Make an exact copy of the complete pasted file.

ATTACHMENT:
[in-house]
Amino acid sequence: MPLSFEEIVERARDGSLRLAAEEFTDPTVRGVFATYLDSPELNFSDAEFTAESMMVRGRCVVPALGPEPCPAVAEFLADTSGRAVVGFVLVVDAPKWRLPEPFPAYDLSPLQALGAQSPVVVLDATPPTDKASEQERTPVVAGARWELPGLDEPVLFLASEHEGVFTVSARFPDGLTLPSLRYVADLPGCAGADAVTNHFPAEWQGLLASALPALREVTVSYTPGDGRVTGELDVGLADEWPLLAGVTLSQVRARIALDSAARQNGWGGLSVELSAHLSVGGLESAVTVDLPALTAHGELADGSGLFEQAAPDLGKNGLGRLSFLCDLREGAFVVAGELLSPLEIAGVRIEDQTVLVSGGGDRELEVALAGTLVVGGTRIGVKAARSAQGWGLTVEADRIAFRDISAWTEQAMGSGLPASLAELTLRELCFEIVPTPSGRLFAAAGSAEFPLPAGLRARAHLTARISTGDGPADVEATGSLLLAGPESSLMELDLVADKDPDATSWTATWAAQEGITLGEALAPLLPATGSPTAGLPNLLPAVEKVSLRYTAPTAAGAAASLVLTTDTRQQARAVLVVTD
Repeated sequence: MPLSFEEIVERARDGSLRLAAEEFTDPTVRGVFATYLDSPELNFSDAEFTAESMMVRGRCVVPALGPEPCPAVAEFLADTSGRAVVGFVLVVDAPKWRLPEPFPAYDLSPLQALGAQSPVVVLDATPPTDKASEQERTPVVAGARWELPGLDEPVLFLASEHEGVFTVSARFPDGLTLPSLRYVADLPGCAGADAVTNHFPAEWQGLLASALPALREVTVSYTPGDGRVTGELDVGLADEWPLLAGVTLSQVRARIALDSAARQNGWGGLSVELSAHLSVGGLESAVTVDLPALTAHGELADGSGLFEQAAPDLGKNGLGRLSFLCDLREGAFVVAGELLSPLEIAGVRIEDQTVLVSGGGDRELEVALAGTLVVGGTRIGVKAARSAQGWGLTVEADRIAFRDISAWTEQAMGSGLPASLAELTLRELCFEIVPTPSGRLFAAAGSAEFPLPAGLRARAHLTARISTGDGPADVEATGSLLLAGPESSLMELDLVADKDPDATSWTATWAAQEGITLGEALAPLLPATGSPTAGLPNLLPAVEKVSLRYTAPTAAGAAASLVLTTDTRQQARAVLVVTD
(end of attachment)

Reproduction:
[in-house]
Amino acid sequence: MPLSFEEIVERARDGSLRLAAEEFTDPTVRGVFATYLDSPELNFSDAEFTAESMMVRGRCVVPALGPEPCPAVAEFLADTSGRAVVGFVLVVDAPKWRLPEPFPAYDLSPLQALGAQSPVVVLDATPPTDKASEQERTPVVAGARWELPGLDEPVLFLASEHEGVFTVSARFPDGLTLPSLRYVADLPGCAGADAVTNHFPAEWQGLLASALPALREVTVSYTPGDGRVTGELDVGLADEWPLLAGVTLSQVRARIALDSAARQNGWGGLSVELSAHLSVGGLESAVTVDLPALTAHGELADGSGLFEQAAPDLGKNGLGRLSFLCDLREGAFVVAGELLSPLEIAGVRIEDQTVLVSGGGDRELEVALAGTLVVGGTRIGVKAARSAQGWGLTVEADRIAFRDISAWTEQAMGSGLPASLAELTLRELCFEIVPTPSGRLFAAAGSAEFPLPAGLRARAHLTARISTGDGPADVEATGSLLLAGPESSLMELDLVADKDPDATSWTATWAAQEGITLGEALAPLLPATGSPTAGLPNLLPAVEKVSLRYTAPTAAGAAASLVLTTDTRQQARAVLVVTD
Repeated sequence: MPLSFEEIVERARDGSLRLAAEEFTDPTVRGVFATYLDSPELNFSDAEFTAESMMVRGRCVVPALGPEPCPAVAEFLADTSGRAVVGFVLVVDAPKWRLPEPFPAYDLSPLQALGAQSPVVVLDATPPTDKASEQERTPVVAGARWELPGLDEPVLFLASEHEGVFTVSARFPDGLTLPSLRYVADLPGCAGADAVTNHFPAEWQGLLASALPALREVTVSYTPGDGRVTGELDVGLADEWPLLAGVTLSQVRARIALDSAARQNGWGGLSVELSAHLSVGGLESAVTVDLPALTAHGELADGSGLFEQAAPDLGKNGLGRLSFLCDLREGAFVVAGELLSPLEIAGVRIEDQTVLVSGGGDRELEVALAGTLVVGGTRIGVKAARSAQGWGLTVEADRIAFRDISAWTEQAMGSGLPASLAELTLRELCFEIVPTPSGRLFAAAGSAEFPLPAGLRARAHLTARISTGDGPADVEATGSLLLAGPESSLMELDLVADKDPDATSWTATWAAQEGITLGEALAPLLPATGSPTAGLPNLLPAVEKVSLRYTAPTAAGAAASLVLTTDTRQQARAVLVVTD